In Greek times, clue was actually spelled as clew and had a completely different meaning. Clew came from the Greek language meaning a ball of yarn. The meaning changed as it was adopted by the English language based on the Greek story of an evil king named Minos and his son, the Minotaur. Minos had built a labyrinth, and every seven years he required a sacrifice of 14 young men and women to be thrown into the labyrinth. No one ever returned from the labyrinth. Then one year a demigod named Theseus decided enough was enough, he was going to kill the Minotaur. Along the way. Minos' daughter fell heels over head in love with him and gave him a clew so that he could find his way out of the labyrinth. Theseus slew the Minotaur and used the clew to escape the depths of the labyrinth. The clew became known as the ball of yarn that points the way, a rough definition of the word clue.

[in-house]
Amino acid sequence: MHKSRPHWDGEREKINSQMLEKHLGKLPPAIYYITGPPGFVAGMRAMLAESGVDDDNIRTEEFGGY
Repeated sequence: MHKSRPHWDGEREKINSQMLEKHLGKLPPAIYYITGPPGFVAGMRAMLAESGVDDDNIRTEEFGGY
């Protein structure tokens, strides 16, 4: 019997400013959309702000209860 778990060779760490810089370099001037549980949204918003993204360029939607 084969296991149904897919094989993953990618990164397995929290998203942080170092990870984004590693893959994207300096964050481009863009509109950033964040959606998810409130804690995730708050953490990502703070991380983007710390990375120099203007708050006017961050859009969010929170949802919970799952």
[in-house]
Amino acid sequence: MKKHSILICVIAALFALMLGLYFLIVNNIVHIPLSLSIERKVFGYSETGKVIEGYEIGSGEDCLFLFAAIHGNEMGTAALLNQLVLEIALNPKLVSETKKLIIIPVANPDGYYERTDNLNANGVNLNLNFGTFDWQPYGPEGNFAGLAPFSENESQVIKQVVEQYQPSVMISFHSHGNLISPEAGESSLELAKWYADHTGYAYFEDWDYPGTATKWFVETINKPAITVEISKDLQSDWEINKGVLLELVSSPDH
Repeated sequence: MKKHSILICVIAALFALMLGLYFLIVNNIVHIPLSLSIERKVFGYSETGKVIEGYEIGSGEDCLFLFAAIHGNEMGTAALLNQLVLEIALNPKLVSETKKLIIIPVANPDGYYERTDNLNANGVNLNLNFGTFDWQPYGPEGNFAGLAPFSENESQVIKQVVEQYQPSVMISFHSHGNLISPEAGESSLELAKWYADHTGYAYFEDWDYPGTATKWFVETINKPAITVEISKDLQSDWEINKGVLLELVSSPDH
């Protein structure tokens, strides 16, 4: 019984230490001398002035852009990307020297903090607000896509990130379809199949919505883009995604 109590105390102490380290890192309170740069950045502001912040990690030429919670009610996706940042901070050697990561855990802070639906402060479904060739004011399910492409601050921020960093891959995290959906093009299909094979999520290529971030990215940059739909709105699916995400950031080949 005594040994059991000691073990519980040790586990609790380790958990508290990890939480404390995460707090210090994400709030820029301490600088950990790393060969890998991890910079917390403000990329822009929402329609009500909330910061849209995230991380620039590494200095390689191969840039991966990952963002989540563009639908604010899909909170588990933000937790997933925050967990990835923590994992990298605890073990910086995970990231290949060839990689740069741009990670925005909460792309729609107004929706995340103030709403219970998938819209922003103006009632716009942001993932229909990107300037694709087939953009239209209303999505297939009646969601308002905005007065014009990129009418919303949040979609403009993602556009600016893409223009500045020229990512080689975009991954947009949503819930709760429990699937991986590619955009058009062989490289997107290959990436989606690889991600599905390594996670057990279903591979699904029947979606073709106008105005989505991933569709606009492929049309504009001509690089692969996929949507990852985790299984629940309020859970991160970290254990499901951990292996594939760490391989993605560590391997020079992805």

The smallest building block of any organism is a cell. A scientist by the name of Robert Hooke was very curious about microscopes and designed better microscopes that allowed the viewer to view objects with a magnitude of 50x. He became the first person, in 1665, to actually see a cell. He thought they looked much like cells in prison and named them such. The name has stuck ever since.

Talk Like a Pirate Day Cryptic

Illegal activity, in the main (6)

Answer: PIRACY

Cure Your Ellipsis Addiction

The use of ellipses runs rampant throughout the English language, but never more so than online. You'll notice those three little dots at the end of social media posts, disbursed through blog posts, in professional articles, and dotted (excuse the pun) throughout the written world. But what are they really meant to do?